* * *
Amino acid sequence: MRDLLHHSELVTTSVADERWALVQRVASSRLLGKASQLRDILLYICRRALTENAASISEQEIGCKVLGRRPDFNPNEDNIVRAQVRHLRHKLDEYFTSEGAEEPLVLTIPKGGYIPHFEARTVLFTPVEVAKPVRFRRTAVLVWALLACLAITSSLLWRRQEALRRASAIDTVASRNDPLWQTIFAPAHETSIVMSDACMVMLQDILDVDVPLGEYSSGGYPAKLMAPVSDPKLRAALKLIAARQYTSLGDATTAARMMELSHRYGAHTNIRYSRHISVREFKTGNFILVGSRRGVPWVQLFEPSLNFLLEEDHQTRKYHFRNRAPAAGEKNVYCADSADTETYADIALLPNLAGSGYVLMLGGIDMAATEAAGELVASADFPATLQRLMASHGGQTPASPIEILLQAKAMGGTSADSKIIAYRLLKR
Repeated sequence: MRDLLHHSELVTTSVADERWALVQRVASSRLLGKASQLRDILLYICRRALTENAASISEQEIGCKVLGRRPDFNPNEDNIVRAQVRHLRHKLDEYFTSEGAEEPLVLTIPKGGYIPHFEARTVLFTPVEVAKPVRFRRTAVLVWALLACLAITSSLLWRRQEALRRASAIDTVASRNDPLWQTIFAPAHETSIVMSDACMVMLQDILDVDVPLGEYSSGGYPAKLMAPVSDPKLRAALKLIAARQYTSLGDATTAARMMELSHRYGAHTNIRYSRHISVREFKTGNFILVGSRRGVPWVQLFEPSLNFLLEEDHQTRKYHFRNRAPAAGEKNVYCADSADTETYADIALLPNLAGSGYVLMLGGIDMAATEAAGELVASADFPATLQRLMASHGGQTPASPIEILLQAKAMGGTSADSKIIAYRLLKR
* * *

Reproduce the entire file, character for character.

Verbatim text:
Amino acid sequence: MRDLLHHSELVTTSVADERWALVQRVASSRLLGKASQLRDILLYICRRALTENAASISEQEIGCKVLGRRPDFNPNEDNIVRAQVRHLRHKLDEYFTSEGAEEPLVLTIPKGGYIPHFEARTVLFTPVEVAKPVRFRRTAVLVWALLACLAITSSLLWRRQEALRRASAIDTVASRNDPLWQTIFAPAHETSIVMSDACMVMLQDILDVDVPLGEYSSGGYPAKLMAPVSDPKLRAALKLIAARQYTSLGDATTAARMMELSHRYGAHTNIRYSRHISVREFKTGNFILVGSRRGVPWVQLFEPSLNFLLEEDHQTRKYHFRNRAPAAGEKNVYCADSADTETYADIALLPNLAGSGYVLMLGGIDMAATEAAGELVASADFPATLQRLMASHGGQTPASPIEILLQAKAMGGTSADSKIIAYRLLKR
Repeated sequence: MRDLLHHSELVTTSVADERWALVQRVASSRLLGKASQLRDILLYICRRALTENAASISEQEIGCKVLGRRPDFNPNEDNIVRAQVRHLRHKLDEYFTSEGAEEPLVLTIPKGGYIPHFEARTVLFTPVEVAKPVRFRRTAVLVWALLACLAITSSLLWRRQEALRRASAIDTVASRNDPLWQTIFAPAHETSIVMSDACMVMLQDILDVDVPLGEYSSGGYPAKLMAPVSDPKLRAALKLIAARQYTSLGDATTAARMMELSHRYGAHTNIRYSRHISVREFKTGNFILVGSRRGVPWVQLFEPSLNFLLEEDHQTRKYHFRNRAPAAGEKNVYCADSADTETYADIALLPNLAGSGYVLMLGGIDMAATEAAGELVASADFPATLQRLMASHGGQTPASPIEILLQAKAMGGTSADSKIIAYRLLKR